Podcast Episode #006: Does Gluten Make You Fat?
Does gluten really make you fat? This is quite a hotly debated topic these days so I'd like to clear up some common misunderstandings and offer some practical advice for you to follow. Here's how to deal with gluten once and for all!
LOSE 10 IN 4 PODCAST: EPISODE #006
Listen and Subscribe in iTunes
Watch and Subscribe on Youtube
Questions & Comments: Please Add Your Thoughts!
Does Gluten Make You Fat? [Full Text]
Today we have a really great question from Dallas in London, Ontario. Let's dive right in.
"A couple of my coworkers have been on gluten-free diets for awhile, and they both have lost a lot of weight. I've heard mixed reviews about going gluten-free, and was wondering how safe it is. Does it work for most people? Does gluten really make people fat?"
Dallas, thanks for the question, this is an excellent one that I get asked fairly frequently. Let's start off by talking really quickly about what gluten is. Gluten is simply a protein found in many grain products, so primarily wheat, but also barley and rye, and many others.
For some people, those suffering from celiac disease, when they eat anything that includes gluten, it is quite dangerous. For those people, their body sees gluten as a foreign invader, and so it goes and actually attacks the gluten when it's in the digestive tract.
The problem with this, is it actually damages the intestinal walls as well when it's trying to fight off this invader that's really just gluten, and this leads to all kinds of different symptoms, including fatigue, anemia, nutrient deficiencies, and just a digestive system that isn't operating very well.
It's estimated that about 1 to 1.5% of the population in North America suffers from celiac disease, but this is increasing, and there's probably a lot of people out there who do have celiac disease and haven't been identified yet.
Celiac Disease vs. Gluten Intolerance
What about eating gluten for people who don't have celiac disease? There's something called gluten intolerance, or gluten sensitivity, and for people that have an intolerance or a sensitivity, they have symptoms when they eat gluten, but they're not actually allergic to it, or they don't have the actual full blown celiac disease. Their body doesn't attack it in the same way that someone who has celiac would, but they still have a reaction to it.
The really tricky thing about gluten intolerance, or gluten sensitivity, is that the reaction, or those symptoms don't necessarily manifest immediately after eating a glutinous food.
For example, you could eat a sandwich on wheat bread today at lunch, and the symptoms, whether it be bloating, gassiness, or just an upset stomach, or fatigue, any of those symptoms, might not show up for up to 36 hours later, which, as you can imagine, becomes very problematic, because it becomes hard to identify that the gluten was actually the problem that's causing those symptoms.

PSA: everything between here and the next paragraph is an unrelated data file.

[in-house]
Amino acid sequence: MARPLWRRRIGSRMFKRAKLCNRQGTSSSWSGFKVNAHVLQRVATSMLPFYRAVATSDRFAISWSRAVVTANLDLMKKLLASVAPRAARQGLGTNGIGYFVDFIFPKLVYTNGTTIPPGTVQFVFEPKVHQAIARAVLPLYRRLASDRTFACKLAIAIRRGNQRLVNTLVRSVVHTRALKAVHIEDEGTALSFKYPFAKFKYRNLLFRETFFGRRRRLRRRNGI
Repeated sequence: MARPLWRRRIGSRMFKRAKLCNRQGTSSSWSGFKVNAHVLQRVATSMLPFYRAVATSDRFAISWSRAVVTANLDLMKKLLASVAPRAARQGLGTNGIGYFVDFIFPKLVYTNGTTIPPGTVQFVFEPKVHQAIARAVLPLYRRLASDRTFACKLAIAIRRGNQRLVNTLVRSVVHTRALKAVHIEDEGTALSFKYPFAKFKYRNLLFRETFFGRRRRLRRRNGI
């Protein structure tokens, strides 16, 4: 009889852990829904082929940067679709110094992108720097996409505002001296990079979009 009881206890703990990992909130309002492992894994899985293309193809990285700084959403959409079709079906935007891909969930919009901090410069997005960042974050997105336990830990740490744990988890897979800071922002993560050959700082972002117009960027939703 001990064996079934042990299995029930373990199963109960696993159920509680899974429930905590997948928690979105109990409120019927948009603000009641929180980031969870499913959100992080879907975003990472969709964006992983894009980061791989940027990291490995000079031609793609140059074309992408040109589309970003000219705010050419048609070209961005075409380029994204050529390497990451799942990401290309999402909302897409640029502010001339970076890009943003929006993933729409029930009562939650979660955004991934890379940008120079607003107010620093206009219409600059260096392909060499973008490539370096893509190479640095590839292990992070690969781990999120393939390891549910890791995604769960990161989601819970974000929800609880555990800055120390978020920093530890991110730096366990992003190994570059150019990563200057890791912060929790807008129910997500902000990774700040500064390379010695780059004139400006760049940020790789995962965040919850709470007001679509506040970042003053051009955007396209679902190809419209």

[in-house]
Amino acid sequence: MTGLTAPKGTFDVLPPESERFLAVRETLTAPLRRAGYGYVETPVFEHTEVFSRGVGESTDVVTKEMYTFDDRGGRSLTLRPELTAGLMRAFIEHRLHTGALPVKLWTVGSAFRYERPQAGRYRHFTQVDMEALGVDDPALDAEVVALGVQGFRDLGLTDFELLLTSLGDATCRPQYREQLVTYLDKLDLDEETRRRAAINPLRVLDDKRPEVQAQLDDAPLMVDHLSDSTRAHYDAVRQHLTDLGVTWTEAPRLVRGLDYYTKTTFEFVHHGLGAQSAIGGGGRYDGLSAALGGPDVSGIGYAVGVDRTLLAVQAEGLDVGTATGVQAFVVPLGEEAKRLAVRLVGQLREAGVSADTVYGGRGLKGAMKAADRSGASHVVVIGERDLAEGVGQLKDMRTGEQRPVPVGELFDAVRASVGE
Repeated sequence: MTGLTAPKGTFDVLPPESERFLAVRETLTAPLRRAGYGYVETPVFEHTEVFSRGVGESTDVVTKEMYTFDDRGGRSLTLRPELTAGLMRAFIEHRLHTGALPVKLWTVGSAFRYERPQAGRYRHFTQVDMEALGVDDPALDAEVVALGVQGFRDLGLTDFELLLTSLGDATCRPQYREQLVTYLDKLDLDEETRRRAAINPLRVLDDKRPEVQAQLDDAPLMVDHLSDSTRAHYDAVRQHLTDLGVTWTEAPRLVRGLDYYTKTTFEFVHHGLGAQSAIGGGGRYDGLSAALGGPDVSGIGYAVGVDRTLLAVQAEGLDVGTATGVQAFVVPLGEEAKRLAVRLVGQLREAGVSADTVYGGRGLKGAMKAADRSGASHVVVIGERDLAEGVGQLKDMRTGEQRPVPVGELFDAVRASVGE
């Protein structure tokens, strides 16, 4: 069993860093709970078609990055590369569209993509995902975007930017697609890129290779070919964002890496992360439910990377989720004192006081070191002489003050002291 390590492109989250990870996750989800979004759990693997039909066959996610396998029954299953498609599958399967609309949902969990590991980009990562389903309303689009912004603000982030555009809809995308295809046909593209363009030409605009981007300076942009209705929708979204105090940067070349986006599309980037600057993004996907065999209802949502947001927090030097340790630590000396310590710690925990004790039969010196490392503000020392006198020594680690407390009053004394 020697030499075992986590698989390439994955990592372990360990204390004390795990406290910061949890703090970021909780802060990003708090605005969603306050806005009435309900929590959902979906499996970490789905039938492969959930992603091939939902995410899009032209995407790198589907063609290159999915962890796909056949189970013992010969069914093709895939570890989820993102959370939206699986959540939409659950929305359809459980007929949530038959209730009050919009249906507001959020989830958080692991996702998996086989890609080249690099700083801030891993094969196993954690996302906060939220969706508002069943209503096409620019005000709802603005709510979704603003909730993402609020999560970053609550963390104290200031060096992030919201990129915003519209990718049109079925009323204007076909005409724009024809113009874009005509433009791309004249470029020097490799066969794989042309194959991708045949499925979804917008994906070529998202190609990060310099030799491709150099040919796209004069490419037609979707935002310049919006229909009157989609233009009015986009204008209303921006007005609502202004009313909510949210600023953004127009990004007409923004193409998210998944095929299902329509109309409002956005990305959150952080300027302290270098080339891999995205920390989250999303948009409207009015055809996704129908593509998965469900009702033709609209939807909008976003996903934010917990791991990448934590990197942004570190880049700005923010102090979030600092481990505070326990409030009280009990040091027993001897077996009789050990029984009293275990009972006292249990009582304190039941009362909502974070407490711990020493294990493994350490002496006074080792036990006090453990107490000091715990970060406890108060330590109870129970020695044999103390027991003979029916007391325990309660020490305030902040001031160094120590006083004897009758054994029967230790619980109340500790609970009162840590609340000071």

It's estimated that about 6 to 8 percent of the population has some level of gluten sensitivity, but again, it's very hard to diagnose, and some experts would say the actual number is much more than that, but people just don't know it.
They're living with all these digestive issues and don't know that it's related to the gluten that they're eating!
What About Gluten For Everyone Else?
There's also an argument against eating gluten for even those people who aren't diagnosed as having a sensitivity or an intolerance.
The argument suggests that gluten, or glutinous products have been genetically modified so much over the years, that the gluten that we're eating today is vastly different from the gluten that would have been included, for example, in wheat products 50, 60, 70 years ago, and because of those modifications, it's said that gluten can cause inflammation in our digestive system.
Inflammation causes very similar symptoms, or very similar problems as gluten would for those people who are, quote end quote, diagnosed with an intolerance, or a sensitivity.
Inflammation in the digestive system can cause other nutrients to not be digested properly, and typically that leads to fatigue, constant hunger, and then weight gain. A few years ago, I was at a friend's cottage, and we took turns making meals for everyone who was there.
One meal was a spaghetti dinner, and I'm just going to say, I love glutinous products. I love grain products, I love pasta, I love breads, and so we had this spaghetti dinner, and it was after a very high activity day. We had been very busy that day, and I was starving. I ended up eating 2 big plates of this spaghetti.
Within about 30 minutes of that meal, my stomach expanded. It felt like someone had poured cement down my throat, and it just filled up my stomach and made it rock hard. At the same time, as you can probably imagine, I got very gassy, and then the thing that I really noticed was how fatigued I got. This was still early in the day, maybe around 6pm, and I was instantly ready to go to sleep.
There was definitely a direct link between that spaghetti dinner, and how I was feeling afterwards, and I've seen this with many of the clients I've worked with...
My Clients' Experiences
When they cut gluten out of their diet, or cut many grain products out of their diet, their energy goes through the roof, they feel better, and they start to lose weight. The question becomes, is it really the gluten, or is it something else? What's really happening here? I can show you 10 different studies and 5 of them would say, "Gluten is the worst thing, we should never eat it, cut it out of your diet," and 5 others would say, "Gluten's okay, it's overblown. Most people are fine eating gluten."
Whether or not gluten is the thing that we should be cutting out of our diet, I'd like to suggest 3 reasons why eliminating, or at least reducing so many processed grains from our diet, is something that most people should consider.
Why Eliminating Processed Grains Is Important